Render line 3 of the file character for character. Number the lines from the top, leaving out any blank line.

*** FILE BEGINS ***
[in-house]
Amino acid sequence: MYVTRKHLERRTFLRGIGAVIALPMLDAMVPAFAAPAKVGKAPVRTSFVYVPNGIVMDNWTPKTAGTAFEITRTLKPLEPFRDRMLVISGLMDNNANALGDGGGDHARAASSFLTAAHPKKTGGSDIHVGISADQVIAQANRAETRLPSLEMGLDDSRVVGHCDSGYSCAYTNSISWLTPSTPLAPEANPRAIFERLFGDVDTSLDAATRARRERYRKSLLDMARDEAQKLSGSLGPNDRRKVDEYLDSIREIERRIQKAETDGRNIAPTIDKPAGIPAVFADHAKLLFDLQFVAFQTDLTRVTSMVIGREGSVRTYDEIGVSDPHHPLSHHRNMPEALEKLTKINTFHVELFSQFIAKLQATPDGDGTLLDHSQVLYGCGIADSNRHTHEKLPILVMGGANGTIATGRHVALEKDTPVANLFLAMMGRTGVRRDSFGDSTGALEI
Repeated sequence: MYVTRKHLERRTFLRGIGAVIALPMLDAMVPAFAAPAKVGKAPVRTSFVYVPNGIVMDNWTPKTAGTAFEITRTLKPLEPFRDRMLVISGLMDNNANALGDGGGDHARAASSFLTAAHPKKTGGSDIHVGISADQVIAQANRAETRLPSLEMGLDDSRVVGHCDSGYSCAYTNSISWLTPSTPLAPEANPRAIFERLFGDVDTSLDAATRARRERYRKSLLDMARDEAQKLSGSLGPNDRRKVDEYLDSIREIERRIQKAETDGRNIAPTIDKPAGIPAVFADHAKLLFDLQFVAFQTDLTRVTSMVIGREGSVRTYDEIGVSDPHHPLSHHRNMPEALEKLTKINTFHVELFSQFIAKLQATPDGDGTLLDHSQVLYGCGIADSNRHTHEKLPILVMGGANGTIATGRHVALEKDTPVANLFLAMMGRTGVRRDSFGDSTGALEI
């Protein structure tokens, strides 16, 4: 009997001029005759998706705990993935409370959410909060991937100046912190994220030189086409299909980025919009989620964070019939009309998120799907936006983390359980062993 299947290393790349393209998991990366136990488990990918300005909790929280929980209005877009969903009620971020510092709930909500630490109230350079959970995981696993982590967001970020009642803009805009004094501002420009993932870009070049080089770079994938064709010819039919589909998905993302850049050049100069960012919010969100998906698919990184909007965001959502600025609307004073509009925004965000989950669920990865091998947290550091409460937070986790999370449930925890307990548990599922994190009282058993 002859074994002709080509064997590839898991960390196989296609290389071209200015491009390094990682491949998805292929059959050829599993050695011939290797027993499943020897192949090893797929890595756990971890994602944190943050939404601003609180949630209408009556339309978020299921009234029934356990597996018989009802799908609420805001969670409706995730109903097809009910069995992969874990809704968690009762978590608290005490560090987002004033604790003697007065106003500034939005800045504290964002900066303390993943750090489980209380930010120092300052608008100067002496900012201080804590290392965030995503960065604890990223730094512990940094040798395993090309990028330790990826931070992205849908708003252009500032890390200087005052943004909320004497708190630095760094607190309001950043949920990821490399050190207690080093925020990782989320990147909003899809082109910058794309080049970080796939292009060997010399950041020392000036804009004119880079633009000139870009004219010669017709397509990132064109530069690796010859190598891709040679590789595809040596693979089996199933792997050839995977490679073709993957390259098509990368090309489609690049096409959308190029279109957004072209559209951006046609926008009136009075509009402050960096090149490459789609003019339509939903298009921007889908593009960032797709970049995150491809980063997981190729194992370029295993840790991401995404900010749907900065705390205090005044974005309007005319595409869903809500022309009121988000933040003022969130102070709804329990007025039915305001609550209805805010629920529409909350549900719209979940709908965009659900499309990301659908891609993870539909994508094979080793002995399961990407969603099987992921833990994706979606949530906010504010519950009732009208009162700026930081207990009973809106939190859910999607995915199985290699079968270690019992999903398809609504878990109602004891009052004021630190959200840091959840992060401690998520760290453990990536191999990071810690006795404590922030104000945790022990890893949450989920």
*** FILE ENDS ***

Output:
Repeated sequence: MYVTRKHLERRTFLRGIGAVIALPMLDAMVPAFAAPAKVGKAPVRTSFVYVPNGIVMDNWTPKTAGTAFEITRTLKPLEPFRDRMLVISGLMDNNANALGDGGGDHARAASSFLTAAHPKKTGGSDIHVGISADQVIAQANRAETRLPSLEMGLDDSRVVGHCDSGYSCAYTNSISWLTPSTPLAPEANPRAIFERLFGDVDTSLDAATRARRERYRKSLLDMARDEAQKLSGSLGPNDRRKVDEYLDSIREIERRIQKAETDGRNIAPTIDKPAGIPAVFADHAKLLFDLQFVAFQTDLTRVTSMVIGREGSVRTYDEIGVSDPHHPLSHHRNMPEALEKLTKINTFHVELFSQFIAKLQATPDGDGTLLDHSQVLYGCGIADSNRHTHEKLPILVMGGANGTIATGRHVALEKDTPVANLFLAMMGRTGVRRDSFGDSTGALEI